The art of being assertive: 10 ways to get what you want without offending others

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Growing up I was told to make everyone happy and be “nice.”

Being assertive and stating my needs was not something I was taught by my parents or authority figures in my life. 

But as I matured I realized the hard way that it’s absolutely essential, and I had to develop the ability to be assertive and get what I want without offending others. 

Here’s how to do it.

1) Say “I” instead of “You”

Instead of focusing on what somebody else should be doing or is doing wrong, focus on what you want. 

Using I statements is an effective way to be more assertive without being accusatory. 

By focusing on where you’re coming from, you avoid assuming too much about anybody else or accusing them of something that can make them defensive or upset in a counterproductive way. 

For example: say “I feel this way…” instead of “you always make me feel this way…” 

Speak using “I”: it’s more direct and assertive. 

2) Listen actively instead of passively

Active listening is the process of hearing why somebody is saying something and what they want instead of just the words coming out of their mouth. 

By listening actively to what somebody else is saying, you can ensure that you communicate as directly as possible and stand up for yourself in a proactive and clear way.

By really trying your best to understand what somebody is saying and why you can have much more leverage and power in any interaction. Even if you end up conflicting, you’ll know why you disagree and what you want instead. 

So it’s worth your time to listen! 

Listen, then talk: it’s the key to being effectively assertive.

3) Keep calm body language instead of being pushy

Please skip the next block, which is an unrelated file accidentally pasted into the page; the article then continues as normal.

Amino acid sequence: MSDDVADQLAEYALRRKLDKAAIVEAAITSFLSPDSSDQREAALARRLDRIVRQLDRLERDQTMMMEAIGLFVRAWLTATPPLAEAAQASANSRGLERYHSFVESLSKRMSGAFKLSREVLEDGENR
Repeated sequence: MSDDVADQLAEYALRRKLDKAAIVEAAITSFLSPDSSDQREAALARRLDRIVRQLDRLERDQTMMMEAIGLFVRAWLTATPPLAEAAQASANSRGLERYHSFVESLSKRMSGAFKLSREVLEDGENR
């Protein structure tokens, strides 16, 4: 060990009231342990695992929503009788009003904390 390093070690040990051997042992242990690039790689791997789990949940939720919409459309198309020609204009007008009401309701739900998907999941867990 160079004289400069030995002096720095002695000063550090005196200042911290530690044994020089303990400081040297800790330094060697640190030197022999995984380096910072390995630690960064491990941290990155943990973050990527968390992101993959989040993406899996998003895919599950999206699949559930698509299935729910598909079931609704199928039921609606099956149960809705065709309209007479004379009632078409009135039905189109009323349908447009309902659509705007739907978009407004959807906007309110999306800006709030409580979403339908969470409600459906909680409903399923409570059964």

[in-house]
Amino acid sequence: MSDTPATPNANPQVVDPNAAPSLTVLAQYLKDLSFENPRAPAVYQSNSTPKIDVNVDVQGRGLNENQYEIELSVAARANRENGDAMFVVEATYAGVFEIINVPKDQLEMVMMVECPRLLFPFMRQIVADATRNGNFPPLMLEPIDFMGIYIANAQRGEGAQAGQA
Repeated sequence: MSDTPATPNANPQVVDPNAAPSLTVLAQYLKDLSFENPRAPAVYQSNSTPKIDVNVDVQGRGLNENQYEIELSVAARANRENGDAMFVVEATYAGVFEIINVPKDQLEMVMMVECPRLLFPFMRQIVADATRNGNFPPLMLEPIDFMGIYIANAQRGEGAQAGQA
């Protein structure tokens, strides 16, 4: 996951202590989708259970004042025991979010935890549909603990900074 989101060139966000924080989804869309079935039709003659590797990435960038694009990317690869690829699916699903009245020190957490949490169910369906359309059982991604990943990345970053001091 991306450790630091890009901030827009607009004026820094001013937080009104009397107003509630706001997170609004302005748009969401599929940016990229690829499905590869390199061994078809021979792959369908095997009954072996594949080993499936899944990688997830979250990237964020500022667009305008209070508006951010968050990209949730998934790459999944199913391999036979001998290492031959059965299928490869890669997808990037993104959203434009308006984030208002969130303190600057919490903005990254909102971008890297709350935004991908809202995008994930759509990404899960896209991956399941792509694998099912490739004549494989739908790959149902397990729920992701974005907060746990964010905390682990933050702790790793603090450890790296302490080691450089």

Assertive body language is important, but it is not the same thing as aggressive body language

Two confident people may walk into a room, but while one drives people away and is seen as a “jerk,” the other is seen as “cool” and “knows what she’s doing.”

The difference? Aggressiveness versus assertiveness. 

Having an upright posture, looking people in the eye and walking confidently are all crucial, but it’s also important not to go too far into swaggering, hair-flipping arrogance or overly pushy body language.

Try to minimize fidgeting and shifting around on your feet, keeping calm and steady with regular, consistent breathing. But also don’t put on any shows. Keep it cool and fairly low-key. It speaks volumes. 

4) Choose the right time and place instead of winging it

Becoming more assertive overall is certainly helpful, but it is also crucial to pick your time and place. 

For example if you are trying to ask for a raise at work, don’t just blurt it out. 

Be strategic about it and ask at a time that your boss is in a good mood or the company is doing especially well. 

If you want to speak up about your political position among a group of friends who have been hassling you about how “X” your views are, don’t do so on a random night out when angry discussions are likely.

Send a respectful note to the group chat or talk to your friends one day at lunch when you’re all very sober and kindly state your perspective. 

Don’t just wing it! 

Being assertive does no good if you aren’t also smart!

5) Be clear and specific instead of vague and general

Assertiveness is greatly aided by being specific instead of being vague.